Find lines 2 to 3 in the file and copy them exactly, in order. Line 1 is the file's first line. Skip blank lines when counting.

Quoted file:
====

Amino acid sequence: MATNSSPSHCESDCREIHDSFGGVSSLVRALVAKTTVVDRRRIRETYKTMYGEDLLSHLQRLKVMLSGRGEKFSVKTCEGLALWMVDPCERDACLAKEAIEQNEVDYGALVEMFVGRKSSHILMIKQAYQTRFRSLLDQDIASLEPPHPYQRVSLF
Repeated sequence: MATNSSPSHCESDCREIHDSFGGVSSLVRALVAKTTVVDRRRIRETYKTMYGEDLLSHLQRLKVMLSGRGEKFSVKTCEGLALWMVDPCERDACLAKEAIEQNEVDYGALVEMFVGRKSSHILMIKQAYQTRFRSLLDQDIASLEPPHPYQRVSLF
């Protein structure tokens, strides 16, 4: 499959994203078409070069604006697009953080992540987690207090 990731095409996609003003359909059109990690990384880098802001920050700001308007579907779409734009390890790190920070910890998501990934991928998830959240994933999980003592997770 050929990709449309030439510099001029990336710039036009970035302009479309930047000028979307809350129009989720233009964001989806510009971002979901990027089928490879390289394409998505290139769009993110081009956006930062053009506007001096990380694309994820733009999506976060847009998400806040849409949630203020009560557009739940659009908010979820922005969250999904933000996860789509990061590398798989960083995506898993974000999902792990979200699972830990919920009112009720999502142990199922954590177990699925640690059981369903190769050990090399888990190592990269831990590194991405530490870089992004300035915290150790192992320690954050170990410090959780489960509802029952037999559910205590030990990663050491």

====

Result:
Repeated sequence: MATNSSPSHCESDCREIHDSFGGVSSLVRALVAKTTVVDRRRIRETYKTMYGEDLLSHLQRLKVMLSGRGEKFSVKTCEGLALWMVDPCERDACLAKEAIEQNEVDYGALVEMFVGRKSSHILMIKQAYQTRFRSLLDQDIASLEPPHPYQRVSLF
């Protein structure tokens, strides 16, 4: 499959994203078409070069604006697009953080992540987690207090 990731095409996609003003359909059109990690990384880098802001920050700001308007579907779409734009390890790190920070910890998501990934991928998830959240994933999980003592997770 050929990709449309030439510099001029990336710039036009970035302009479309930047000028979307809350129009989720233009964001989806510009971002979901990027089928490879390289394409998505290139769009993110081009956006930062053009506007001096990380694309994820733009999506976060847009998400806040849409949630203020009560557009739940659009908010979820922005969250999904933000996860789509990061590398798989960083995506898993974000999902792990979200699972830990919920009112009720999502142990199922954590177990699925640690059981369903190769050990090399888990190592990269831990590194991405530490870089992004300035915290150790192992320690954050170990410090959780489960509802029952037999559910205590030990990663050491």